Joe Biden's transition team didn't wait for a verdict in the presidential race before getting to work.
Well before Saturday's victory for Biden, longtime aide Ted Kaufman had been leading efforts to ensure the former vice president can begin building out a government in anticipation of a victory.
Kaufman is a former senator from Delaware who was appointed to fill the seat vacated when Biden was elected vice president. He also worked on Barack Obama's transition team in 2008, and helped write legislation formalizing the presidential transition process.
Biden first asked Kaufman to start work on a just-in-case transition in April, shortly after the former vice president locked up the presidential nomination at the conclusion of a once-crowded Democratic primary.
The transition can be a frenzied process even under normal circumstances.
It was at least somewhat reminiscent of the 2000 presidential race and that year's postelection legal fight over the recount in Florida. After more than a month, the dispute between Republican George W. Bush and Democrat Al Gore was decided by the Supreme Court — truncating the transition period to just 39 days before the January 2001 inauguration.
Clay Johnson, who headed Bush's transition team, said Biden's advisers couldn't "wait to be sure that the president-elect really is the president-elect."
Johnson said that in June of 1999 — about 17 months before Election Day 2000 — Bush approached him about heading the possible transition, having seen his father go through the process 11 years earlier. Prior to Election Day, Bush had already settled on Andy Card to serve as chief of staff for both the transition and at the White House.
Johnson thought they were ahead of schedule. But then came the recount.
After an initial 10 days or so, Bush's running mate, Dick Cheney, told Johnson to begin raising money and making staffing decisions, declaring that the race "is going to be resolved one way or the other."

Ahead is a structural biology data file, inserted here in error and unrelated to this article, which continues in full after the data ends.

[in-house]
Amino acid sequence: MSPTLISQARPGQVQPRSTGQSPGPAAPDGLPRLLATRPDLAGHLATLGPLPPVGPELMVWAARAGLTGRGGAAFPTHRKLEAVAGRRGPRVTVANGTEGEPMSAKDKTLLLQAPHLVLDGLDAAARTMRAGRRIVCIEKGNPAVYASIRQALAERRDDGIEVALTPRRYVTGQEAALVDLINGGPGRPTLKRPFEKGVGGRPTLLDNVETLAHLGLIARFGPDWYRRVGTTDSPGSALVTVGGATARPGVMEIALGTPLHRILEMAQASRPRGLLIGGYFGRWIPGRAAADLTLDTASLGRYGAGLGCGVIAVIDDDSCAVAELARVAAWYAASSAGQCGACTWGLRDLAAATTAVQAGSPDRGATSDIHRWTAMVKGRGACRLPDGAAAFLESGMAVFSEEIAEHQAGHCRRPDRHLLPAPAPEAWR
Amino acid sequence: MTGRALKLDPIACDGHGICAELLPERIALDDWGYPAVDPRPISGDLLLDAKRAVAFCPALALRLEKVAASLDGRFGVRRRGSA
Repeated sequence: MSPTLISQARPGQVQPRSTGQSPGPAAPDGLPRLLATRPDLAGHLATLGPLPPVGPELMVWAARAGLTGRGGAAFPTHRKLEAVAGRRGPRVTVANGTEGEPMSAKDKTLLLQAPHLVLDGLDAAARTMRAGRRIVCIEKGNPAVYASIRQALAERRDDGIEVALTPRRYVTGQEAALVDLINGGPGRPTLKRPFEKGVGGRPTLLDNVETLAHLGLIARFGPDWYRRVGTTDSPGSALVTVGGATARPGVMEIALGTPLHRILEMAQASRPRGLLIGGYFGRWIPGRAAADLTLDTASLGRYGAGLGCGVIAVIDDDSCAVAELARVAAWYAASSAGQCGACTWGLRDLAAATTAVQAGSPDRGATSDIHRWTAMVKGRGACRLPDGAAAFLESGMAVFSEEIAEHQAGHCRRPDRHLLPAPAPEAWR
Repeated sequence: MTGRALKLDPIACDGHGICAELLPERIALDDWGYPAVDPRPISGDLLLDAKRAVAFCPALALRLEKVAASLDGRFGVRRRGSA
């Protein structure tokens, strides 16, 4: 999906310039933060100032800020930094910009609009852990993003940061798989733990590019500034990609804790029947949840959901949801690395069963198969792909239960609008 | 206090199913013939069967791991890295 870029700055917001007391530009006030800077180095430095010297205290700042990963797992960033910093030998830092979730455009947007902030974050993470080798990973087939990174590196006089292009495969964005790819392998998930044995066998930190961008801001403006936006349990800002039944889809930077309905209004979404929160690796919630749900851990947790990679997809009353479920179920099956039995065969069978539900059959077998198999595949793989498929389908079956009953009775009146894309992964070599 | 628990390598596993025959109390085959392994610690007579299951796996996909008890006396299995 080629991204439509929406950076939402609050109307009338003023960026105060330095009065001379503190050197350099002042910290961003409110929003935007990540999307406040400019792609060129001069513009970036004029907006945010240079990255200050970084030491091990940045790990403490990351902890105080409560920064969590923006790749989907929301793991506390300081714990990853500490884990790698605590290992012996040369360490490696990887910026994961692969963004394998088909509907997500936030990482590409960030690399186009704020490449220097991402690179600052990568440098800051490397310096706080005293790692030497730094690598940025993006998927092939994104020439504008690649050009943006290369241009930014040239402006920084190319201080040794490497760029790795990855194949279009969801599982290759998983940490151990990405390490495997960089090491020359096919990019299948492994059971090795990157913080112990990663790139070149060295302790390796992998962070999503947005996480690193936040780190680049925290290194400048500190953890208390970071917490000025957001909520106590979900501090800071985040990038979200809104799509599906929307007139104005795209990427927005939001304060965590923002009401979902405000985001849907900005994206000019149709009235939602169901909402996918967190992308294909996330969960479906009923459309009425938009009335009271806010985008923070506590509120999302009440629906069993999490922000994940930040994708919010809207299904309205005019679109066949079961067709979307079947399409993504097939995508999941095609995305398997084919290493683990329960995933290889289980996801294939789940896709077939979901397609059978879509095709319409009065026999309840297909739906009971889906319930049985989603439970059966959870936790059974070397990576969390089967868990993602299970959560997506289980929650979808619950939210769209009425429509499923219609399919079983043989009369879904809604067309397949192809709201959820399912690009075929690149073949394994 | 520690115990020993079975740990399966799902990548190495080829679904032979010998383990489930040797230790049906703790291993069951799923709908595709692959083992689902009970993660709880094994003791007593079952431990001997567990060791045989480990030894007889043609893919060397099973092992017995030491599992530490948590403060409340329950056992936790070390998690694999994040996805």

The Bush team was unable to conduct FBI background checks on potential Cabinet members and other appointees with no official winner declared. Instead, it used a former White House general counsel from the Reagan administration to conduct interviews designed to screen for potential problems that might have turned up in background checks.
"You have to assume you are it and not be presumptuous but they better be working hard as if they are it," Johnson said of Biden's team. "And they should have started doing that last Tuesday night."
Biden's campaign has refused to comment on the transition process. His closest advisers say the top priority will be announcing a White House chief of staff, then assembling the pieces needed to tackle the coronavirus.
A president gets 4,000 appointees, and more than 1,200 of them must be confirmed by the Senate. That could be a challenge for Biden since the Senate may well remain controlled by the Republicans.
The transition process formally starts once the General Service Administration determines the winner based on all available facts. That's vague enough guidance that Trump could pressure the agency's director to stall.
It's also unclear if the president would meet personally with Biden. Obama met with Trump less than a week after the election, but there was no dispute about him having topped Hillary Clinton in the Electoral College.
Whenever the process starts, Biden will have to cope with the coronavirus, which has killed more than 230,000 Americans. Biden has promised to use his transition period to meet with the governors of every state and ask them to impose a nationwide mask-wearing mandate. He says he plans to go around any holdouts to secure such rules from county and local officials.
Another key decision will be how Biden deploys his running mate, California Sen. Kamala Harris. His campaign has indicated that Biden will establish a White House-level coronavirus task force like Trump did, but it's not clear if he will tap Harris to run it. Vice President Mike Pence heads the current panel.
Biden has been huddling in his Wilmington home with top advisers and family. Harris has stuck close too, occupying a Delaware hotel with her family since election night and joining Biden as he gave remarks in recent days.
New Jersey Sen. Cory Booker, a former Biden presidential primary rival, said he expects Harris to be "a real partner" to Biden and hopes to see her "managing major issues of importance."